In Nathaniel Mosher's article Training Endurance Athletes, he discusses the Intensive Method and talks about the 20 to 45 second timing of reps instead of doing a set number of reps. He doesn't discuss any sort of timing of reps for the Extensive Method, yet the table that outlines the resistance, reps, sets, rest intervals, etc. indicates that reps should be performed for 20 to 30 seconds and that the set should last about 60 seconds. I don't understand. He also mentions that the volume for the Intensive Method is slightly lower than that of the Extensive Method, but with sets lasting 20 to 30 seconds (or is it 60 seconds?) for the Extensive Method and 20 to 45 seconds for the Intensive Method, and with sets of three to six for both, the volume seems almost identical. Can my confusion be clarified? Thanks for any help you can provide.
No doubt there was some confusion about the timing and the repetitions performed. There was a typo in my chart, which I overlooked. Hopefully, this will help to clarify your situation.
The intensive and extensive interval methods were discussed in the excellent training text, Fitness and Strength Training For All Sports by Hartmann and Tünnemann. They are using these methods as a means to train a lactic acid-dependent athlete for short term endurance efforts.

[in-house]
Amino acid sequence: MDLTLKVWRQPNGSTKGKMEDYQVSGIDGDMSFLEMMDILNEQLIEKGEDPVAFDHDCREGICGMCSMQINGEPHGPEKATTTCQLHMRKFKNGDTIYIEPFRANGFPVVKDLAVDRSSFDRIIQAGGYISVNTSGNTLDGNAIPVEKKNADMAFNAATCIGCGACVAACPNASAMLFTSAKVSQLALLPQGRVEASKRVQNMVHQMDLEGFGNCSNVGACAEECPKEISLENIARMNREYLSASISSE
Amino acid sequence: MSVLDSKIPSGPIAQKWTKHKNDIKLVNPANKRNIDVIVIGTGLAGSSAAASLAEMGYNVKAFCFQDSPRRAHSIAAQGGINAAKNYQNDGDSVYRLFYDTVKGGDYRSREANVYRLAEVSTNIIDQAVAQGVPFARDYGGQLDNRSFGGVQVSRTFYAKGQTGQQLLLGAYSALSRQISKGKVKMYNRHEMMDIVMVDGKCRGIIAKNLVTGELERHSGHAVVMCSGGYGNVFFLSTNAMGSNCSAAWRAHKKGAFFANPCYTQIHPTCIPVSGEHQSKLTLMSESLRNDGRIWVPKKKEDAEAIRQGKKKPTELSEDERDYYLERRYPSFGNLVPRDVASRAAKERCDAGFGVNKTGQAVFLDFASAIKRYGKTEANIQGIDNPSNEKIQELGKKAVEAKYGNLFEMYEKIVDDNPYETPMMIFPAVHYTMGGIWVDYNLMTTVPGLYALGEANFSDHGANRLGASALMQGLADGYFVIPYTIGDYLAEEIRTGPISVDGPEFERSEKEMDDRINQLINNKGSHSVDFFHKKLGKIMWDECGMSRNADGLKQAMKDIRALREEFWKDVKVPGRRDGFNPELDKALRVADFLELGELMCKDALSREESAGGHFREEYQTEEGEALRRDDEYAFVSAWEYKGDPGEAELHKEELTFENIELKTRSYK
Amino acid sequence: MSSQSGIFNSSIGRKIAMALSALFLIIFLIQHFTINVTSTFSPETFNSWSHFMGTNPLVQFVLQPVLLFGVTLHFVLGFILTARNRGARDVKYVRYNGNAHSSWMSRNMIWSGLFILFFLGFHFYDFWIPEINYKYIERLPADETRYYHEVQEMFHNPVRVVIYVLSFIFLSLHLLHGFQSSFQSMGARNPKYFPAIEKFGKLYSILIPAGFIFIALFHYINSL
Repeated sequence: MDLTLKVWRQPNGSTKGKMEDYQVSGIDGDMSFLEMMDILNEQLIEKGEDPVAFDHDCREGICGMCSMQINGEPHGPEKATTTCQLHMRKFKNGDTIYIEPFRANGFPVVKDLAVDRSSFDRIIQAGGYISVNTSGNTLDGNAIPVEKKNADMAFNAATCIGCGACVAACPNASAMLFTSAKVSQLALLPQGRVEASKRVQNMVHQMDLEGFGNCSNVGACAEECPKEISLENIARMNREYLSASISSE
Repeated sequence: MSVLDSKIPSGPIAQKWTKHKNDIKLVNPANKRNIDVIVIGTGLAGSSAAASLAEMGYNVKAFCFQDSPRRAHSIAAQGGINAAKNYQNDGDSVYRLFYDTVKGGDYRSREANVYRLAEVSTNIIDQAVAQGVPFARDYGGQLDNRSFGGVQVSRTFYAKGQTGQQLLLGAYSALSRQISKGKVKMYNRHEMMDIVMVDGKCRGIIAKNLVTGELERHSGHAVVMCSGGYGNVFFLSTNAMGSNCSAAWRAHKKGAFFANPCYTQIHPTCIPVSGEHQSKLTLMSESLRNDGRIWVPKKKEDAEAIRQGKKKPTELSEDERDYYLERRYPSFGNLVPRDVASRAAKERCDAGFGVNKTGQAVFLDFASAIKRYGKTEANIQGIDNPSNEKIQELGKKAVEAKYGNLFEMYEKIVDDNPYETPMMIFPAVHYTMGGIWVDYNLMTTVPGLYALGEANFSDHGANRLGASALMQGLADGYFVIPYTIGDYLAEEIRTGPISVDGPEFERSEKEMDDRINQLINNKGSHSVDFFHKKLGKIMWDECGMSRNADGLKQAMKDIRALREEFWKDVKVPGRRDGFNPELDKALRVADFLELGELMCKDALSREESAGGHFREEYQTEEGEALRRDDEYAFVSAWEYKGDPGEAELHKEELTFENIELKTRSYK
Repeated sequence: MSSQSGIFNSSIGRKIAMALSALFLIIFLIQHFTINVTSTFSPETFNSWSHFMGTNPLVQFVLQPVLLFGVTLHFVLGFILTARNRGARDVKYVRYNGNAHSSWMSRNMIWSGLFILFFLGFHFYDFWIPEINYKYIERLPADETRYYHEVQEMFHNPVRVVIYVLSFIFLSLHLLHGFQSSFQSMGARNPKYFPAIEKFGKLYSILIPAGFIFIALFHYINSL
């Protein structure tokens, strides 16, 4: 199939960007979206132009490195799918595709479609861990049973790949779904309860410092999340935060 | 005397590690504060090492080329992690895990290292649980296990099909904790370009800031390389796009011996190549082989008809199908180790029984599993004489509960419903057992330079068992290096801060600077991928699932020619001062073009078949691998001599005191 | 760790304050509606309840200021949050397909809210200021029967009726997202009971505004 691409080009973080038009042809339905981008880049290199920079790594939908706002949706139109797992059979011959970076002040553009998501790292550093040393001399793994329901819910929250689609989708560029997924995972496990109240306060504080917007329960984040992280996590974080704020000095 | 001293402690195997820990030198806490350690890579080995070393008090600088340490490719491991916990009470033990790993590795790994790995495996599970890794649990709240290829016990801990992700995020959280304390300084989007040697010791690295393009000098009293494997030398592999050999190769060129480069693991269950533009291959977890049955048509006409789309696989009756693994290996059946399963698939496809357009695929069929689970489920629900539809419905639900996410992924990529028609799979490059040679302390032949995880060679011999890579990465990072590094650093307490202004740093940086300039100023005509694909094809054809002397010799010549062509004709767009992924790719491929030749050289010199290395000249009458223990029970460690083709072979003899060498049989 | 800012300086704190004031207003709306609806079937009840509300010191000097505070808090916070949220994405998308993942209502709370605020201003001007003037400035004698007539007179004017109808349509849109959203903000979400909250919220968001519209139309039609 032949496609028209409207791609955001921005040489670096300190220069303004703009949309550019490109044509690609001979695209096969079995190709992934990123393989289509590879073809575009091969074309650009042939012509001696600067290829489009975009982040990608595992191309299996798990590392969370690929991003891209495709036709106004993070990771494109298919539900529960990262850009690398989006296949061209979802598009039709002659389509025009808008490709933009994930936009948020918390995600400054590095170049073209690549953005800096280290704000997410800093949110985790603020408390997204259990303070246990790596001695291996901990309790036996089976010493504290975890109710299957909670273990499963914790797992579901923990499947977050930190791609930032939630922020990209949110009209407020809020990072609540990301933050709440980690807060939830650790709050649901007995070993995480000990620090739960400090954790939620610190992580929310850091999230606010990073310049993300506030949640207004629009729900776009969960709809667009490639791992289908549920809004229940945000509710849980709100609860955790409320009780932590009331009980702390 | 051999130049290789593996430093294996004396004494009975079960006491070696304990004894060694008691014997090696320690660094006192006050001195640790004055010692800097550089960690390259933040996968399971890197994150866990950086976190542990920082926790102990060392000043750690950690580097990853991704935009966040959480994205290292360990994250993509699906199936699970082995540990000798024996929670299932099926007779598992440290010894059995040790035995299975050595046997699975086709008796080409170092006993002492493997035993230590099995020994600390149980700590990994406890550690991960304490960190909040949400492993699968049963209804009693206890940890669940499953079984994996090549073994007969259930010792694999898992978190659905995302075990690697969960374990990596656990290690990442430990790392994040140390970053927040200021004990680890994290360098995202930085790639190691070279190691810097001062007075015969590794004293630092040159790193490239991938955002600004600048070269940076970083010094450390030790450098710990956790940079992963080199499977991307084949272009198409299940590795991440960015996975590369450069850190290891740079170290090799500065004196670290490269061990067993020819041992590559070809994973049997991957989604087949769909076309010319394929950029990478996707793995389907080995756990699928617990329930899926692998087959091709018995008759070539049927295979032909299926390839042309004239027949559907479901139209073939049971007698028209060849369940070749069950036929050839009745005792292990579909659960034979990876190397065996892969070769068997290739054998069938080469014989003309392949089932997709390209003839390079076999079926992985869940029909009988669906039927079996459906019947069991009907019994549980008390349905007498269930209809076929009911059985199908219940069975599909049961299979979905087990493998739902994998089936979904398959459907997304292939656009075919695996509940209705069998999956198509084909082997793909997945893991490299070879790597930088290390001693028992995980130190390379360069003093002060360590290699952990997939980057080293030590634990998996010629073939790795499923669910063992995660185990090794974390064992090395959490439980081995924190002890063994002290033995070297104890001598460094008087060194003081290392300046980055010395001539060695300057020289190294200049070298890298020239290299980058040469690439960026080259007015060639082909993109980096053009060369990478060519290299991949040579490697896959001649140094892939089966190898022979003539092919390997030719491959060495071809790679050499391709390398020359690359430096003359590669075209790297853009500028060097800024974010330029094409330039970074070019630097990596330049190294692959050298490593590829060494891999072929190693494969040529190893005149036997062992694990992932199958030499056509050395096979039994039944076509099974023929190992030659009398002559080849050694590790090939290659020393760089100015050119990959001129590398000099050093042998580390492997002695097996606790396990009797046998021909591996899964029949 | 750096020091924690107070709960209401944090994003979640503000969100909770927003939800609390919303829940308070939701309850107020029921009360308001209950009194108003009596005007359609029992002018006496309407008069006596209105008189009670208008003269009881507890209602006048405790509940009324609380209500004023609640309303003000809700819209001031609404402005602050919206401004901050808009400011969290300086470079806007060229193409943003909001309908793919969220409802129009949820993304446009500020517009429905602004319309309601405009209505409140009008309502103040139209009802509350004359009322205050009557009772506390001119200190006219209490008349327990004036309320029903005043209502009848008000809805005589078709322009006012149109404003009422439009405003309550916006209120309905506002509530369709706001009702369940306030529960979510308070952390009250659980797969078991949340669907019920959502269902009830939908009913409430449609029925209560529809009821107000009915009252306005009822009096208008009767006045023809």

In the extensive interval method, the athlete will perform approximately 20 to 30 repetitions for one set, with the duration of that set lasting 60 seconds with weights of 30 to 40 percent of max. Three to six sets are performed with each exercise, with the goal being to reach a target heart rate of between 150 to 180 beats per minute minus your age. The example they give is that a 20 year old athlete should reach heart rates of 130 to 160 beats per minute during the set.
The intensive interval method uses slightly higher resistance (50 to 60 percent) for shorter duration (average of 30 seconds) and three to six sets per exercise. The authors list no target heart rate for this method, but they do mention that set performance should be explosive for each repetition. In this method, we’re less concerned with the number of reps and using time as our guide.
Keep in mind that each of these methods would be best used for slightly different purposes. As well, the authors suggest utilizing a circuit training style when training with either method, thus enhancing the effects on the system.
I would encourage you to pick up a copy of the book as there are many useful training methods presented in an easy-to-read manner. Good luck with your training!
- Hartmann & Tünnemann. (1995). Fitness and Strength Training For All Sports. Sport Books Publisher. Toronto, Canada.